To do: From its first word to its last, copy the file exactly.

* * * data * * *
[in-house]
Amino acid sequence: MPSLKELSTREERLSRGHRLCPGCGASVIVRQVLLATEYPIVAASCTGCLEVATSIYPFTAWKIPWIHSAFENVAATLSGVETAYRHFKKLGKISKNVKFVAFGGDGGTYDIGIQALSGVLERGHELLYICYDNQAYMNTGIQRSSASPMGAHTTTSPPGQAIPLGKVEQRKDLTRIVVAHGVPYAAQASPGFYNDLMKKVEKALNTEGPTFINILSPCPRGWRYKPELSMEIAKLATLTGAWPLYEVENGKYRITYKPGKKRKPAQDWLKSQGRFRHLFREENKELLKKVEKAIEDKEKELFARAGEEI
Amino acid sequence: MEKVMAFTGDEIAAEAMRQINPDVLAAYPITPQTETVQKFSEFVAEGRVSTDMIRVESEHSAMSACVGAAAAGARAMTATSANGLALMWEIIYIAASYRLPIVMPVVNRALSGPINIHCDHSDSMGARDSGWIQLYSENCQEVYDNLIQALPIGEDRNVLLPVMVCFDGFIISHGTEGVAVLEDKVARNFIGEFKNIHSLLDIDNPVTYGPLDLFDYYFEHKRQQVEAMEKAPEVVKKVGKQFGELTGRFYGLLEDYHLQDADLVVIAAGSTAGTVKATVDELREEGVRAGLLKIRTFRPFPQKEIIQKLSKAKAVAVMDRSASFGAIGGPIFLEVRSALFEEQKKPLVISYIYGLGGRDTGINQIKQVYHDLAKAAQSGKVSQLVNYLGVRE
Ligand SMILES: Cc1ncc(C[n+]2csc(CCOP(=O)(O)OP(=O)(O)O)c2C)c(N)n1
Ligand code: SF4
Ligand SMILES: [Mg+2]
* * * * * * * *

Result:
[in-house]
Amino acid sequence: MPSLKELSTREERLSRGHRLCPGCGASVIVRQVLLATEYPIVAASCTGCLEVATSIYPFTAWKIPWIHSAFENVAATLSGVETAYRHFKKLGKISKNVKFVAFGGDGGTYDIGIQALSGVLERGHELLYICYDNQAYMNTGIQRSSASPMGAHTTTSPPGQAIPLGKVEQRKDLTRIVVAHGVPYAAQASPGFYNDLMKKVEKALNTEGPTFINILSPCPRGWRYKPELSMEIAKLATLTGAWPLYEVENGKYRITYKPGKKRKPAQDWLKSQGRFRHLFREENKELLKKVEKAIEDKEKELFARAGEEI
Amino acid sequence: MEKVMAFTGDEIAAEAMRQINPDVLAAYPITPQTETVQKFSEFVAEGRVSTDMIRVESEHSAMSACVGAAAAGARAMTATSANGLALMWEIIYIAASYRLPIVMPVVNRALSGPINIHCDHSDSMGARDSGWIQLYSENCQEVYDNLIQALPIGEDRNVLLPVMVCFDGFIISHGTEGVAVLEDKVARNFIGEFKNIHSLLDIDNPVTYGPLDLFDYYFEHKRQQVEAMEKAPEVVKKVGKQFGELTGRFYGLLEDYHLQDADLVVIAAGSTAGTVKATVDELREEGVRAGLLKIRTFRPFPQKEIIQKLSKAKAVAVMDRSASFGAIGGPIFLEVRSALFEEQKKPLVISYIYGLGGRDTGINQIKQVYHDLAKAAQSGKVSQLVNYLGVRE
Ligand SMILES: Cc1ncc(C[n+]2csc(CCOP(=O)(O)OP(=O)(O)O)c2C)c(N)n1
Ligand code: SF4
Ligand SMILES: [Mg+2]